Supreme Court of California
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|Supreme Court of California|
Seal of the Supreme Court of California
San Francisco (Headquarters)|
|Authorized by||California Constitution|
|Decisions are appealed to||Supreme Court of the United States|
|Judge term length||12 years|
|No. of positions||7|
|Since||January 3, 2011|
|Lead position ends||January 2, 2023|
The Supreme Court of California is the court of last resort in the courts of the State of California. It is headquartered in San Francisco and regularly holds sessions in Los Angeles and Sacramento. Its decisions are binding on all other California state courts.
Under the original 1849 California Constitution, the Court started with a chief justice and two associate justices. The Court was expanded to five justices in 1862. Under the current 1879 constitution, the Court expanded to six associate justices and one chief justice, for the current total of seven. The justices are appointed by the Governor of California and are subject to retention elections.
According to the California Constitution, to be considered for appointment, a person must be an attorney admitted to practice in California or have served as a judge of a California court for 10 years immediately preceding the appointment.
To fill a vacant position, the Governor must first submit a candidate's name to the Commission on Judicial Nominees Evaluation of the State Bar of California, which prepares and returns a thorough, confidential evaluation of the candidate. Next, the Governor officially nominates the candidate, who must then be evaluated by the Commission on Judicial Appointments, which consists of the Chief Justice of California, the Attorney General of California, and a senior presiding justice of the California Courts of Appeal. The Commission holds a public hearing and if satisfied with the nominee's qualifications, confirms the nomination. The nominee can then immediately fill an existing vacancy, or replace a departing justice at the beginning of the next judicial term.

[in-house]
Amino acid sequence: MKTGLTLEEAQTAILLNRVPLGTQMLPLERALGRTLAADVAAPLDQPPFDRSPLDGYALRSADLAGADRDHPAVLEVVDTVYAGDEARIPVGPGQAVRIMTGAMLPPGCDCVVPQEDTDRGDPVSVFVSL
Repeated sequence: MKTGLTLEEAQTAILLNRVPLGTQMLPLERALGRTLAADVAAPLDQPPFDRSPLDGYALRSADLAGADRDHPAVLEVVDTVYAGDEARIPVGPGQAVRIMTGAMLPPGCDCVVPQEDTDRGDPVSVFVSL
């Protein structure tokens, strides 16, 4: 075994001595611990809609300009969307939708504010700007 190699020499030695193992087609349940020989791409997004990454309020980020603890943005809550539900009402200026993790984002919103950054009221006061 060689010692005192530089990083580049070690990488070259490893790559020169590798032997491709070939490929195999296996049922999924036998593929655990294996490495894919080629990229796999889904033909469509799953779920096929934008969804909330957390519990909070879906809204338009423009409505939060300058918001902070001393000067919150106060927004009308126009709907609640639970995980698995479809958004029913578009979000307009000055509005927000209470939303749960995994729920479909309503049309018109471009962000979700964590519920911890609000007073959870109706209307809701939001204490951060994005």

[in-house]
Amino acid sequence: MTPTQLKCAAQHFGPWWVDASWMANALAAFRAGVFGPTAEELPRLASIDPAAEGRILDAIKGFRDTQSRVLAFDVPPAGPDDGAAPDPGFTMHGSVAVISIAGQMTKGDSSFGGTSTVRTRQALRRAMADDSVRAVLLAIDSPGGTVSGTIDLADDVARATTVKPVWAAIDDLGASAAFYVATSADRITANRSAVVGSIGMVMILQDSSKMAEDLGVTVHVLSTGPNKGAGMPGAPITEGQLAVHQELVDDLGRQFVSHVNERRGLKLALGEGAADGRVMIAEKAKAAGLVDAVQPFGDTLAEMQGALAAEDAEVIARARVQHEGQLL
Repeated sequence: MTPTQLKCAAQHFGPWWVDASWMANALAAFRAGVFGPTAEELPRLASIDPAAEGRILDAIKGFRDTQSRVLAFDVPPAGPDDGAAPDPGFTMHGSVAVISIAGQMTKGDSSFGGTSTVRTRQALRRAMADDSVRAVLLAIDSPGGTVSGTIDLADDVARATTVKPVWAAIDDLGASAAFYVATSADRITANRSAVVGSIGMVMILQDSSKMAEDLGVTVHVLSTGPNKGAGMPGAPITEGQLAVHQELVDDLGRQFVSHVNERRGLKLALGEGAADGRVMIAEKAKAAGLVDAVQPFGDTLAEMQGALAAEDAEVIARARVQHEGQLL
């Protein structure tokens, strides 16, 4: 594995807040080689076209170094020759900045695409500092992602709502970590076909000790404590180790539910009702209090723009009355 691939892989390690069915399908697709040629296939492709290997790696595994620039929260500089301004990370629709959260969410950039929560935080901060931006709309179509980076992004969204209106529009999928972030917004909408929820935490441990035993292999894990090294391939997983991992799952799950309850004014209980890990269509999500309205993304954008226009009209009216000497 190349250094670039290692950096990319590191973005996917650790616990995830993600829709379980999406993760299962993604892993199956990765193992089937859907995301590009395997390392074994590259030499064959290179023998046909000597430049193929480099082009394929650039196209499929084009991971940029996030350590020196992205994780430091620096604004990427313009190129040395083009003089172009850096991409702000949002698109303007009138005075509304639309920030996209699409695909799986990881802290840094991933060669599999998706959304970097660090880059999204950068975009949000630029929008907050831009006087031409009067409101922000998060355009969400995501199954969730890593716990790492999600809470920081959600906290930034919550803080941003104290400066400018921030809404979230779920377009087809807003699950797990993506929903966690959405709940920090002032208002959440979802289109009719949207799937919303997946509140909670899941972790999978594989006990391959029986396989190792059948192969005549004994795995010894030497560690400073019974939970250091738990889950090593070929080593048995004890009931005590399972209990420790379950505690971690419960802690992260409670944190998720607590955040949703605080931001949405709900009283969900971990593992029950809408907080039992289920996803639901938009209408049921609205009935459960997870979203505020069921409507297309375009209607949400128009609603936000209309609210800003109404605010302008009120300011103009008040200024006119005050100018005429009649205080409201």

If a nominee is confirmed to fill a vacancy that arose partway through a judicial term, the justice must stand for retention during the next gubernatorial election. Voters then determine whether to retain the justice for the remainder of the judicial term. At the term's conclusion, justices must again undergo a statewide retention election for a full 12-year term. If a majority votes "no," the seat becomes vacant and may be filled by the Governor.
The electorate has occasionally exercised the power not to retain justices. Chief Justice Rose Bird and Associate Justices Cruz Reynoso and Joseph Grodin were staunchly opposed to capital punishment and were subsequently removed in the 1986 general election. Newly reelected Governor George Deukmejian was then able to elevate Associate Justice Malcolm M. Lucas to Chief Justice and appoint three new associate justices (one to replace Lucas in his old post and two to replace Reynoso and Grodin).
|Position||Name||Born||Appt. by||Took office / Length of service||Term expires||Education, prior positions|
|October 19, 1959
7 years, 6 months
|UC Davis, UC Davis; California Court of Appeal (Sacramento, 2005–2011); Sacramento County Superior Court (1997–2005); Sacramento Municipal Court (1990–1997); Deputy Legislative Secretary (1989–1990); Deputy Legal Affairs Secretary (1988–1989); Sacramento County Deputy District Attorney (1984–1988).|
22 years, 4 months
|USF, USF; California Court of Appeal (San Francisco, 1990–1996); Alameda County Superior Court (1988-1990).|
12 years, 6 months
|Holy Names, UC Hastings; California Court of Appeal (San Francisco, 1994–2006); Alameda County Superior Court (1990–1994).|
6 years, 10 months